Two EL84s and a Celestion Alnico Blue speaker. For most of the guitar-speaking universe, that adds up to something a lot like a Vox AC15. But it doesn’t take much time with the Xits 10 to hear just how far it departs from the old Vox recipe.
To be certain, some things about the Xits 10 do recall the AC15. It’s chimy and bright, and it can be explosively potent when pushed. Yet the Xits also inhabits a unique sonic universe. It’s a bold, bass-rich, and sweetly sparkling, and at extreme settings it’s a thunderous little monster. For rock players who love straight-line Brit crunch—and less dogmatically constrained players who like their bass massive and treble sizzling—the Xits 10 is an intriguing partner in chime.
If you savor ever facet of the amp-construction craft, the Xits 10 is a feast for the senses. Its exterior is a delightful deviation from tweed and black-vinyl norms. The grey linen-patterned vinyl seems to be a nod to the original fawn AC15s (and a few 1950s blazers I’ve coveted). The woolen dot-pattern grille cloth looks and feels a little like a throw rug or sweater cloth—an inspired bit of design irreverence that works unexpectedly well.
Even the speaker baffle and alloy preamp tube enclosures appear color-coordinated, adding cool highlights that complement the deep blue of the Celestion Alnico Blue and the sky-blue highlights in the Xits logo. (We realize these touches have no bearing on how the Xits sounds, but they’re emblematic of the craft and care put into this thing—plus they look bitchin’!)
With so many playful design details, it’s easy to imagine Xits mastermind Michael Koski as a groovy design professor turned bespoke furniture builder. Look closer, though, and it becomes just as easy to imagine him as a stern Teutonic lab technician. The ½" Baltic birch plywood cabinet is flawlessly assembled and reinforced by finished hardwood trim. The chassis hood, made from the same finished aluminum as the control plate, reveals a similar fixation with detail. The tubes protrude from precisely machined ports. Nearby are two 1/4" speaker jacks. (The onboard speaker uses one.) There’s also a sturdy 8-/16-ohm switch.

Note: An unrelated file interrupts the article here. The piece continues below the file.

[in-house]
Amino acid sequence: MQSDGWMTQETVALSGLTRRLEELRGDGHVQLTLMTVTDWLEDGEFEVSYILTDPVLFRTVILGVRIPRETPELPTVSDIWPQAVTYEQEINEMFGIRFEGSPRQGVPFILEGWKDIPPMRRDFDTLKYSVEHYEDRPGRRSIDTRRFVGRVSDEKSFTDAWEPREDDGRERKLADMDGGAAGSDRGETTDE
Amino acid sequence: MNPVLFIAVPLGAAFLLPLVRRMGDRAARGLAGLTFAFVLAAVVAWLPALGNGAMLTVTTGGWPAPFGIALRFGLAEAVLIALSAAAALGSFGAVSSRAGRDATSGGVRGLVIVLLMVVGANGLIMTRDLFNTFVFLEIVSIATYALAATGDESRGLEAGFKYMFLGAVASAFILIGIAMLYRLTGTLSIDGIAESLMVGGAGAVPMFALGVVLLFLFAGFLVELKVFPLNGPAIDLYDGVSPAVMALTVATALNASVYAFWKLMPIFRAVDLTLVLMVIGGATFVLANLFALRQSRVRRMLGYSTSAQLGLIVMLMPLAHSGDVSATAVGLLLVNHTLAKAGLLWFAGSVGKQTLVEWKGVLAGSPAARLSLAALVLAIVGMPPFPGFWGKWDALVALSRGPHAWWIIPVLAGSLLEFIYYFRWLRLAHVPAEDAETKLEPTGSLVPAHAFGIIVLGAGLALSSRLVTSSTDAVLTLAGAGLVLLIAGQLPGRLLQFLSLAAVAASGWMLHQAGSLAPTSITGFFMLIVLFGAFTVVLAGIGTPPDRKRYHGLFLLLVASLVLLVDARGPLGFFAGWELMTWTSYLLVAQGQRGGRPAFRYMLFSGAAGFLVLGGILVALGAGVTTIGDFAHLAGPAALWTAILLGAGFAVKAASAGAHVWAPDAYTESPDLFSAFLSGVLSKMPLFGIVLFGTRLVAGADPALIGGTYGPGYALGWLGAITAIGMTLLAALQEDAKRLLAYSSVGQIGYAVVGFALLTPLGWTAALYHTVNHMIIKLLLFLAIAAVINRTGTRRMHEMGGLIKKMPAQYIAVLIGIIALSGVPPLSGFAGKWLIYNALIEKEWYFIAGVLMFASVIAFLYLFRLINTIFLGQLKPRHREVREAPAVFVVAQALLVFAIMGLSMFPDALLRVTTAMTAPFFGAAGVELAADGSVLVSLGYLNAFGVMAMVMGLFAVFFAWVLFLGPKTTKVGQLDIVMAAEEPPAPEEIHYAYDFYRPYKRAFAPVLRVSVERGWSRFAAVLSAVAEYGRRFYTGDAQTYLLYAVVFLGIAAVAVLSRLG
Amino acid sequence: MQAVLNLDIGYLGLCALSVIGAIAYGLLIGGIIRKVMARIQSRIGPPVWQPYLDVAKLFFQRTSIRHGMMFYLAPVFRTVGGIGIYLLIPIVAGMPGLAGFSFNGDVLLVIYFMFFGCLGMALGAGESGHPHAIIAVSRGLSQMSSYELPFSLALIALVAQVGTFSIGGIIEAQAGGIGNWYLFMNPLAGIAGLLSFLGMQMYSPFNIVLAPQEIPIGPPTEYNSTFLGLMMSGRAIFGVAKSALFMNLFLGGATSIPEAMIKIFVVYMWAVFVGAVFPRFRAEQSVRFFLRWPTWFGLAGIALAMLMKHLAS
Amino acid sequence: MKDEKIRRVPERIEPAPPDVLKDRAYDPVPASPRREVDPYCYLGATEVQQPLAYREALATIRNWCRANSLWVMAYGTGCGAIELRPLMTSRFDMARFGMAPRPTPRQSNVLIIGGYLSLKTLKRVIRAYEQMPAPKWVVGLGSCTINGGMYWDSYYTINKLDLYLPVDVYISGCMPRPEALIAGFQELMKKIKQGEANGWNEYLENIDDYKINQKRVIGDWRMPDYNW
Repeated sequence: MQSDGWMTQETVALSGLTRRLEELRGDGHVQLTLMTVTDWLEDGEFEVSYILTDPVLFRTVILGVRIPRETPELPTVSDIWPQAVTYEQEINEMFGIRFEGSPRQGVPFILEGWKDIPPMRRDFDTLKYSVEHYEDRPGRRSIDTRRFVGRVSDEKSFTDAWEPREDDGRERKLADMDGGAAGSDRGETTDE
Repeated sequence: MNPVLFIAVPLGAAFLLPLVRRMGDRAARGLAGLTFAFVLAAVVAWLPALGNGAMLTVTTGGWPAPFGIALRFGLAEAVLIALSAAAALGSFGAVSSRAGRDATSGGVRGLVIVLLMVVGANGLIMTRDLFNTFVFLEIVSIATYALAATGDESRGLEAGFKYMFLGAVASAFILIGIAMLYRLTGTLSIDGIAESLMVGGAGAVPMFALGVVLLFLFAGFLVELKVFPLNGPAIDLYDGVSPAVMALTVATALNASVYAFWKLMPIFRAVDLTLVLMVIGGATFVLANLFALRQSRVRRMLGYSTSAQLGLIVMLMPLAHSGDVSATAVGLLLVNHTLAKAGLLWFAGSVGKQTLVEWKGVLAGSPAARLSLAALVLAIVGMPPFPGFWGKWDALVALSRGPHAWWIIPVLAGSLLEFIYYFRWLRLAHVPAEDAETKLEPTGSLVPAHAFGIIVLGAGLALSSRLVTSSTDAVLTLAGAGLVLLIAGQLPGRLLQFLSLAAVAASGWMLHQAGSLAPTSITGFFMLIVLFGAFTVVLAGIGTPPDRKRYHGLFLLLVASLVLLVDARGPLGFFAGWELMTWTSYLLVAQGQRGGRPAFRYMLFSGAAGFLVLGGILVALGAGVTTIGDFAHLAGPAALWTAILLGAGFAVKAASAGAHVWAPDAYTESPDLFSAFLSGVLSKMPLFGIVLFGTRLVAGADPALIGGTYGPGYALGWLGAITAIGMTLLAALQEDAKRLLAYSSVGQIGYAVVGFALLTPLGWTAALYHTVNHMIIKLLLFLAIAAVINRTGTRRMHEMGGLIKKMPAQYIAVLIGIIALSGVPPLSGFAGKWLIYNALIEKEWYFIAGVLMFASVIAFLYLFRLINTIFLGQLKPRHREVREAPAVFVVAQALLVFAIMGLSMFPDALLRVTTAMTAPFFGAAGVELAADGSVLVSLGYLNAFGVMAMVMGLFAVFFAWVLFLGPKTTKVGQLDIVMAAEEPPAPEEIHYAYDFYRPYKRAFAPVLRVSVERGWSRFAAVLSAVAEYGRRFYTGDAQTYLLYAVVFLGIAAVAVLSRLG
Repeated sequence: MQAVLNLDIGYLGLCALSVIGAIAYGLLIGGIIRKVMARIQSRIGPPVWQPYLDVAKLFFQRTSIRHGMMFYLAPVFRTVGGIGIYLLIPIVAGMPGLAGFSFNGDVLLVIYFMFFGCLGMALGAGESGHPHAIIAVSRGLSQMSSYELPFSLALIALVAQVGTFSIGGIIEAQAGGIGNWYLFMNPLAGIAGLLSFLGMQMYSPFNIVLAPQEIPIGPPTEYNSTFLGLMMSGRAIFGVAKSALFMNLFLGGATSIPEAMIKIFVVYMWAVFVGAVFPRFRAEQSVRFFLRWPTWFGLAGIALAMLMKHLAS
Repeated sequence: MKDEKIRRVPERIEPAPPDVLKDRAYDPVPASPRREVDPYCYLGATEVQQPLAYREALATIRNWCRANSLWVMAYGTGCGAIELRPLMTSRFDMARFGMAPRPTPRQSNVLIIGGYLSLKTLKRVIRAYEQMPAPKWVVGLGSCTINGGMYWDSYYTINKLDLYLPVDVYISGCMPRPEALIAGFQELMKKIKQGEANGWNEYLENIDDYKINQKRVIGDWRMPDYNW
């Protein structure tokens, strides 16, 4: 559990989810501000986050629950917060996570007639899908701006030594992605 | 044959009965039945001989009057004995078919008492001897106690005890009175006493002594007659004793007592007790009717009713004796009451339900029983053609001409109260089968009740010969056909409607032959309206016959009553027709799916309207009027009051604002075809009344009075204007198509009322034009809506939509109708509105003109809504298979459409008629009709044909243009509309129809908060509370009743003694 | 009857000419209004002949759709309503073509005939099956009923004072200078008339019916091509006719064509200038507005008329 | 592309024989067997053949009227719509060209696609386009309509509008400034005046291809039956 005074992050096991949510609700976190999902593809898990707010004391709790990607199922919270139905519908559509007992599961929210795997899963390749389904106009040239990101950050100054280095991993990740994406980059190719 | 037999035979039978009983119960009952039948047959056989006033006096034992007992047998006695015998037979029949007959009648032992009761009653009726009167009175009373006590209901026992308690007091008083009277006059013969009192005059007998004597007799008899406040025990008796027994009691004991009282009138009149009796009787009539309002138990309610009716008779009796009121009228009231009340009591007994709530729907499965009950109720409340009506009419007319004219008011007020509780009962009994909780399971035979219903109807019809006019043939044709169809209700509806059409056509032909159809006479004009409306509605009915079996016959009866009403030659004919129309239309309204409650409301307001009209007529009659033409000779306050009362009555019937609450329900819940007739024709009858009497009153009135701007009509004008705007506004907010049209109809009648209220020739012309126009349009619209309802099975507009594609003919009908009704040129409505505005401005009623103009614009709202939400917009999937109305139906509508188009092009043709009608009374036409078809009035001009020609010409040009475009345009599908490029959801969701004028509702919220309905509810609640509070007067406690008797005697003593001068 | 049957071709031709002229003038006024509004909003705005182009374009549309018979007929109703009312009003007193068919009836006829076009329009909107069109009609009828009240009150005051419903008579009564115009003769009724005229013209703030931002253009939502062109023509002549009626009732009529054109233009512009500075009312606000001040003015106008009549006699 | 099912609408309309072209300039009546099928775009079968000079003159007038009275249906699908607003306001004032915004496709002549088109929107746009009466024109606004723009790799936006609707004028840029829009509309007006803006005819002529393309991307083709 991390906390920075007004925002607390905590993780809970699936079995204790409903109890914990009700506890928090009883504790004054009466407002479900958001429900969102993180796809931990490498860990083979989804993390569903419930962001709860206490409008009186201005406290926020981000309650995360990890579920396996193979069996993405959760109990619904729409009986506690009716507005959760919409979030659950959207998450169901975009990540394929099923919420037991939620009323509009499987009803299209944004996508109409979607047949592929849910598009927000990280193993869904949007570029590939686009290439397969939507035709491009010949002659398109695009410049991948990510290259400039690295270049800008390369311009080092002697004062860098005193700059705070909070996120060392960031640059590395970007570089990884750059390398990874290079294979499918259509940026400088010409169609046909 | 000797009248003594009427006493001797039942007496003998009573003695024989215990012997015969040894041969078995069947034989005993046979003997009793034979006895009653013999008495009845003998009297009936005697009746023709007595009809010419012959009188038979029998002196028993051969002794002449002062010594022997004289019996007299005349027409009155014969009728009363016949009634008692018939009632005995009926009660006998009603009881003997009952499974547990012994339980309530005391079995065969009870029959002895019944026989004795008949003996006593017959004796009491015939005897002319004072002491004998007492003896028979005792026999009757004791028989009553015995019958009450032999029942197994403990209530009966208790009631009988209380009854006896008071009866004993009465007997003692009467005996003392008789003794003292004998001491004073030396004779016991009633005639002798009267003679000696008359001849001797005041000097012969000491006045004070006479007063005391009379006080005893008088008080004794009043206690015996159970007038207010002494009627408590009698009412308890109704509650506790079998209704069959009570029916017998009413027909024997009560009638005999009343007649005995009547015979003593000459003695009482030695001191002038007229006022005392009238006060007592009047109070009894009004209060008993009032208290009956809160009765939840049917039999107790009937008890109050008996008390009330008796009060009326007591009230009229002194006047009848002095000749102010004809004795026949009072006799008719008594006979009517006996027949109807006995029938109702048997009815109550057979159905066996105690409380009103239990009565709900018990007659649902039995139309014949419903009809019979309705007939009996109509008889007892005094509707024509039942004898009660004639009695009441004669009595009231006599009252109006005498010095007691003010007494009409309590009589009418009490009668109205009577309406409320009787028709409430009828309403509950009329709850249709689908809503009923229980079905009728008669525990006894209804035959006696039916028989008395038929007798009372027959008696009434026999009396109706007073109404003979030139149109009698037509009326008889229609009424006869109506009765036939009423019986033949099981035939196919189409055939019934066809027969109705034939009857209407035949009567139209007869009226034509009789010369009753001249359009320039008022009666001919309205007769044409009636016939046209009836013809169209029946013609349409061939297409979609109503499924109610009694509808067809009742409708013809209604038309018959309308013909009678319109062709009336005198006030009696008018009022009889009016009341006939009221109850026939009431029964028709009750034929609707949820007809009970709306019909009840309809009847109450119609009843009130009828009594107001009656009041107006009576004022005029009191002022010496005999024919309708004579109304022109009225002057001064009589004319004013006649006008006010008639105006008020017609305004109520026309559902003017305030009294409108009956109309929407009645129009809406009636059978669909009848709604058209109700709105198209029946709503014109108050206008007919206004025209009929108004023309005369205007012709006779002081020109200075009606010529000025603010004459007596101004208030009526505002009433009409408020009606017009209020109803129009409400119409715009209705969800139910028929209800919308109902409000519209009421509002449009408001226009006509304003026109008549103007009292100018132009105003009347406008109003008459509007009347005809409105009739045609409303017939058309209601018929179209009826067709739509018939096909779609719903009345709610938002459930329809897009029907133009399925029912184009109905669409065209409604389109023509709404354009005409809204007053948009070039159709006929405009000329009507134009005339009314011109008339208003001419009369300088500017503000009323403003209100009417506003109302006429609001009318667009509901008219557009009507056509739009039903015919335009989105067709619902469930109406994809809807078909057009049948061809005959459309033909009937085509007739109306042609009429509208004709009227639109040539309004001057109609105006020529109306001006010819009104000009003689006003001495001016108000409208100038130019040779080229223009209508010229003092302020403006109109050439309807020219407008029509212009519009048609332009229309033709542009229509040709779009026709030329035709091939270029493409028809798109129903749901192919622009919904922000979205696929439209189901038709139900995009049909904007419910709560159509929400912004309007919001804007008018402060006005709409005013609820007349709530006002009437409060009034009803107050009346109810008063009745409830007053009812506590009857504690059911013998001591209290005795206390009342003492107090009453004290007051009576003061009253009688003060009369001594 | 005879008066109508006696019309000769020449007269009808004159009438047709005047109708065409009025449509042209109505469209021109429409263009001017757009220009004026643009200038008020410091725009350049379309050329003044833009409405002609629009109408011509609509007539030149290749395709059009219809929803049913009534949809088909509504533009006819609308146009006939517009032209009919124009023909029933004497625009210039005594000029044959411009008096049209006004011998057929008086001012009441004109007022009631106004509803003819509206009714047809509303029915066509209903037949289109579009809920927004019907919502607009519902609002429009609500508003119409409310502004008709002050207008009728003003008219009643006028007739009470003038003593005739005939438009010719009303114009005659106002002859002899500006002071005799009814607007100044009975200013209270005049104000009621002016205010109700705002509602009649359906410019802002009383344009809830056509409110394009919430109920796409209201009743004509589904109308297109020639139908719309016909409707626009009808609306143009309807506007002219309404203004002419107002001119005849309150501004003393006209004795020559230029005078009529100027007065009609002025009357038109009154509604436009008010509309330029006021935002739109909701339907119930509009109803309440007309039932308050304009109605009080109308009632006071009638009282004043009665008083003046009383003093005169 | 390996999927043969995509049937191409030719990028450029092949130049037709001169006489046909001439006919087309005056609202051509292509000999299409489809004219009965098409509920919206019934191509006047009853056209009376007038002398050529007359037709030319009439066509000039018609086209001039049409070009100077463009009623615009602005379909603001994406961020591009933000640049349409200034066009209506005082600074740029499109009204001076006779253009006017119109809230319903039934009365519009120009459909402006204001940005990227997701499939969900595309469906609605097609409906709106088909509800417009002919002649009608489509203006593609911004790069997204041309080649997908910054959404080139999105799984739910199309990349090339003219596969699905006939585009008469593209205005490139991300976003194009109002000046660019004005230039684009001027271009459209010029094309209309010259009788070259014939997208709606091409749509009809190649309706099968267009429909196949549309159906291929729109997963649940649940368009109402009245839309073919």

Bright as the Blue Sky Above
One thing the Xits 10 is not, however, is a blank slate. That’s not to say it doesn’t sound great clean or work well with pedals—it does. But its cleanest tones still tend to be hot in the highs and fat in the bass. Using the AC15 as a baseline comparison, you’ll find the Xits capable of a far hotter high end and much more bass. In fact, the considerable—if not downright corpulent—low-end is probably be the first thing that will strike you. It’s huge for an amp of this size, and it can sometimes overpower the midrange tones that many folks seek from EL84 amps, even with the bass control near minimum.
This low-end enormity is no bad thing once you get acquainted. It sounds colossal with primitive, buzzing fuzzes (which tend to be pretty midrange-heavy), and it lends profound drama to modulation effects. The lows are similarly powerful on effect-free tones. This amp is tailor-made for bass-less duos, or trios where the bass player tends to venture beyond root notes. The substantial bass can also color jazzy chord phrasings and slow folky arpeggios in unexpected ways, lending weight and gut-rumbling sustain.
The Xits’s other prominent aspect is its super-hot high end. With the onboard “sparkle” switch enabled, the amp elevates the EL84’s characteristic fizziness to positively sizzling levels. Depending on your guitar, pickups, and approach, this may be a wonderful thing. A Hi-Gain pickup-equipped Rickenbacker 330 (which is very midrange-rich) sounded intoxicatingly panoramic. Even better was a Rickenbacker 12-string with toaster pickups. With heavy compression, the “sparkle” switch on, and a treble boost (perverse, we know). The Xits delivered dead-on facsimiles of McGuinn’s and Harrison’s hyper-squashed studio 12-string tones. Guitars with dark humbuckers also benefitted enormously from the Xits’ sonic profile. A mid-’60s Gibson Trini Lopez was a natural fit for the amp—the burnished humbucker tones collaborated with the Xits’ brightness and bottom end to achieve a kind of equilibrium from which you could still access the amp’s delightfully lacerating high end.
Stratocaster and Telecaster players may find the Xits to be a tricky fit, however. The bridge pickup on both ’63 and ’86 Stratocasters could be ear-frying without dialing the tone controls way back on both guitar and amp. Even the Strat neck pickup could generate vicious treble. Like the huge bottom end, these sometimes-piercing highs can be an asset—it’s easy to see imagine a resourceful engineer using the Xits’ high end to killer effect in the studio.
The Xits 10 is no AC15 clone. But its unique approach to the potential of EL84s and a Celestion Alnico Blue make this handsome box of bass and brightness an intriguing alternative for players needing to cover the extreme ends of the frequency spectrum at club-level volumes.